In Lope de Vega’s time there was court theatre, religious theatre and popular theatre. The first was presented in the royal palaces, and the religious theatre had to take place during the day. In the second group belonged the celebration of the eighth day of the feast of Corpus Christi, the interpretation of the sacramental religious plays. Lastly, the popular theatre, which took place in the corrales de comediasThe first corrales de comedias were interior courtyards of homes where the stage and seats were improvised. As they gained in popularity, they become more complex. They were organized into different parts: the stage, which was a platform without a curtain or decorations; the cazuela on the opposite side and which was reserved for women, the chambers, balconies and windows of the houses that faced the courtyard and were reserved for the nobles, and the patio, for the people from the town. The back was for the musketeers who earned their name from their shouts and the troublemaking attitude at the performances they did not like. Usually they threw vegetables at the stage. Lastly, in front of the stage, there were benches reserved for the tradesmen and artisans who could afford to pay for a slightly better seat., with performancesThe function generally began with a ‘loa’ (prologue) that bid the public’s favor and tried from that first moment to win over the attendees and get them on the company’s side. With that introduction they also tried to get the spectators to be quiet.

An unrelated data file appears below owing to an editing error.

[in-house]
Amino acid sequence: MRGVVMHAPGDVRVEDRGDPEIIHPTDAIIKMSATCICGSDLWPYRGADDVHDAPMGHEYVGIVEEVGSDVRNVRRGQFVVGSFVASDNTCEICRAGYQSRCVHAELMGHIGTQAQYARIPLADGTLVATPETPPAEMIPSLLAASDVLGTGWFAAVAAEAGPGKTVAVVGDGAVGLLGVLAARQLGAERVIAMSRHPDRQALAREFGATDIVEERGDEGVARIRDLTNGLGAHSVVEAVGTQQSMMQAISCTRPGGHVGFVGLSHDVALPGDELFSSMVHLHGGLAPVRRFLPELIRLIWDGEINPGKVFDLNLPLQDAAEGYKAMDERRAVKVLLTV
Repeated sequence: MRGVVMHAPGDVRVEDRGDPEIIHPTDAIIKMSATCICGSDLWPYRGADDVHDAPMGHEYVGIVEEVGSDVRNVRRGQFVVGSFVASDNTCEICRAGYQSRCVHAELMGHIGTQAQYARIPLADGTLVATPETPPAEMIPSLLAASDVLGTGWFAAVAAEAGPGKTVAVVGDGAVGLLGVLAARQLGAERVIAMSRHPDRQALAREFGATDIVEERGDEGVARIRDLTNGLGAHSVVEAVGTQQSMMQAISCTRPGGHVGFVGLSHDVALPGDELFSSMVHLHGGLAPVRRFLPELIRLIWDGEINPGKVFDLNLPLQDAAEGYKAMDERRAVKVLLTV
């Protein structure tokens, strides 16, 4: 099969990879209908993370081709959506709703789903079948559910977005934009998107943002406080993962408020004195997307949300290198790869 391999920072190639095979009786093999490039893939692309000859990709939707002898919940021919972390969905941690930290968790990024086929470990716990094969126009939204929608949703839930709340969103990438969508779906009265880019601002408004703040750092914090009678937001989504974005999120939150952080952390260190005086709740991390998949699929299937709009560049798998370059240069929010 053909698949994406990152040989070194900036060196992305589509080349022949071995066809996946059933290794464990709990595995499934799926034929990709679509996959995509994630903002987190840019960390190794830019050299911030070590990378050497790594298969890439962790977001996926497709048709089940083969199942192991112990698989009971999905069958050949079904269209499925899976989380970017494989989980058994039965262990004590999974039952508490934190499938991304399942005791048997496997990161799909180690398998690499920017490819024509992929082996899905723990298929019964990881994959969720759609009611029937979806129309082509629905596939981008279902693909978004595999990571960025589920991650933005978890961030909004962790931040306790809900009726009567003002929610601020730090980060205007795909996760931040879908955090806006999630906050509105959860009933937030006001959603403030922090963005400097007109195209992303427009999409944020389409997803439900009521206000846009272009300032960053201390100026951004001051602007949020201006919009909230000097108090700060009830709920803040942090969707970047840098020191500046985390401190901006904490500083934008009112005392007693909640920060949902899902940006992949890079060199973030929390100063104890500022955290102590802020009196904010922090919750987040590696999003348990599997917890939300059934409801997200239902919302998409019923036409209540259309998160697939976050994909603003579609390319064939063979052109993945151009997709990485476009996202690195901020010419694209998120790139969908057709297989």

In the first act, the jesters set the stage with their recitations with which they tried to compensate for the poverty of the stage.  The spectators had to be entertained at all times, avoiding lulls, so pauses were few.
Between the first and second acts an ‘entremés’ was performed and between the two acts there was a dance or comic ballad sung. A ‘farce’ –act with music, dancing and hustle and bustle—ended the performance.
, which anyone could attend, as long as they paid. The corrales were run by confraternitiesAt the beginning of 1574, the Confraternity de la Soledad rented the Corral de Burgillos. Their intention was to earn extra money with the performance of comedies, in the same way that the Confraternity de la Pasión had been earning since 1668. Both then became involved in a lawsuit, started by the Pasión, which tried to maintain the monopoly. The ended with the agreement ratified by the Council of Castile, according to which the two institutions shared the income and expenses related to the performance of the plays. The La Confraternity de la Pasión would have two thirds, and the remaining third went to the Soledad.
 “Porque dando un real a la comedia, se da medio al hospital y a los pobres, y somos
de tan ruin naturaleza, que aunque veamos a nuestra puerta los pobres como llovidos y las camas de los hospitales llenas de ellos, no nos alargamos a darles dos maravedís de una vez, y por este camino se paga un tributo grande a los hospitales [...] sin duda, el provecho que sacan de las representaciones es grandísimo, y se había de mirar en esto con mucho cuidado; y así, considerándolo, todas las ciudades de España donde quiera que hacen teatro aplican su provecho al hospital”, advertía Francisco Ortiz en su Apología en defensa de las comedias que se representan en España, escrita a principios del siglo XVII.
and were companies of actor, many of them with a set structure, which maintained the theater.